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How Should Community of Goods Be Organized?

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How was Christian community of goods practically organized in the time of the Bible and how should it be organized today?

There are many myths and misconceptions about the apostolic church in Jerusalem and its community of goods. I’ve encountered people who think that all the disciples became homeless and unemployed as “those who owned land or houses sold them” (Acts 4:34), so that community of goods was more about having nothing in common rather than everything in common. In reality, however, they bought new houses after the resources were redistributed equally (8:3). Likewise, they probably bought new land and/or got other sources of income than agriculture.

The reason for doing this was most likely the fact that some people lived in quite luxurious homes while others were living in poor homes or even on the street. Selling everything and collecting the money in one pile under the oversight of the apostles made it possible for the church to provide a descent living for everybody, so that “there were no needy persons among them.” (4:34).

Now, we must remember that in the time of the New Testament there were no bank accounts. Everyone got paid in cash when they received their salary. This meant that even after the initial Great Selling of Everything, Christians in Jerusalem would receive their income individually (and most women, children and disabled people would not have any income at all).

This is why the apostolic church in Jerusalem had continuous support for widows as part of their community of goods (Acts 6:1-8). The collection or offering originated as the tool for managing community of income even after community of capital had already been established. For this reason, the fact that the church in Corinth needed to collect money from each individual in order to donate it to Jerusalem (1 Cor 16:1-4) is in and of itself not a contradiction to the Corinthians hypothetically living in community of goods. In a world without bank accounts, the church would need collections like that to manage individual income.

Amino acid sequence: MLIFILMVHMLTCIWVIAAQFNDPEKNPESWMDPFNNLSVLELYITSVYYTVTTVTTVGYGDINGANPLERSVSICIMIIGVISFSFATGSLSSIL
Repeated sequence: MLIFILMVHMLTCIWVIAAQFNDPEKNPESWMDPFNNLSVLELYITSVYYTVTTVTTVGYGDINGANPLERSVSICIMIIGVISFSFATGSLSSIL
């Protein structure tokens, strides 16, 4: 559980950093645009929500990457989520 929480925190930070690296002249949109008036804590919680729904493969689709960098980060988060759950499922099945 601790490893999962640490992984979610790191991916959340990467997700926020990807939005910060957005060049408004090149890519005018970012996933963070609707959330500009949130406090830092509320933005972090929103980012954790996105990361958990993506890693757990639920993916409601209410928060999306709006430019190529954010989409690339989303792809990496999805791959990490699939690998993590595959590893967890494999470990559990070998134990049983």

Matters are different in a community where all or most income are generated through the community’s own work, or when bank accounts exists and the community can use a common account for all members. This means that as far as I can see there are (at least) three different ways to organize community of goods today:

  • Continuous Commitment Model: This is what I described above, the model of the early church. As community members continuously need to donate all their income to the common purse, commitment is a continual experience. However, there is also a risk of fraud as people have a greater possibility to hide money for themselves like Ananias and Sapphira (Acts 5)
  • Centralized Work Model: All or most income is generated through community work, this is what I understand most monasteries use. All community members live in the same building and their work is located there as well, which makes it easy to have a physical common purse even for cash where all income is put as it is generated. This is practical, but it makes it harder for community members to have other jobs and generate income elsewhere.
  • Common Bank Account Model: Every community member’s income is channeled to the bank account of the community which is managed by a treasurer. This is the model used by for example the Jesus Army. People can work wherever and the risk of theft is minor. However, in some countries it may not be possible that salary is transfered directly to the account of an association rather than to a person (this seems to be the case in Sweden).

I think these three models are equally good, the question is what works best in your context and what the Spirit is leading you too. No matter how the income is being put into the common purse, what’s important is that it is shared and that nobody has to suffer from poverty within the community.

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4 Comments

  1. […] for community having ceased at that point, rather than that it was a necessary part of community in a society without bank accounts. Case argued that the poverty that Paul sought to relieve in Jerusalem in the 50’s was caused by […]

  2. Steve Miller says:

    There is a British scholar called Brian Capper or Brian J. Capper who has written a lot about the community of goods of Jesus and his early followers. You might find it useful in thinking bout practicalities such as you suggest. His ideas about lengthy joining procedures as modelled first amongst the Essenes are all about thinking about practicalities, as you are doing.

  3. […] for community having ceased at that point, rather than that it was a necessary part of community in a society without bank accounts. Case argued that the poverty that Paul sought to relieve in Jerusalem in the 50’s was caused by […]

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The author

Micael Grenholm - a Swedish charismactivist residing with the Jesus Army in the UK.

Micael Grenholm - a Swedish charismactivist residing with the Jesus Army in the UK.

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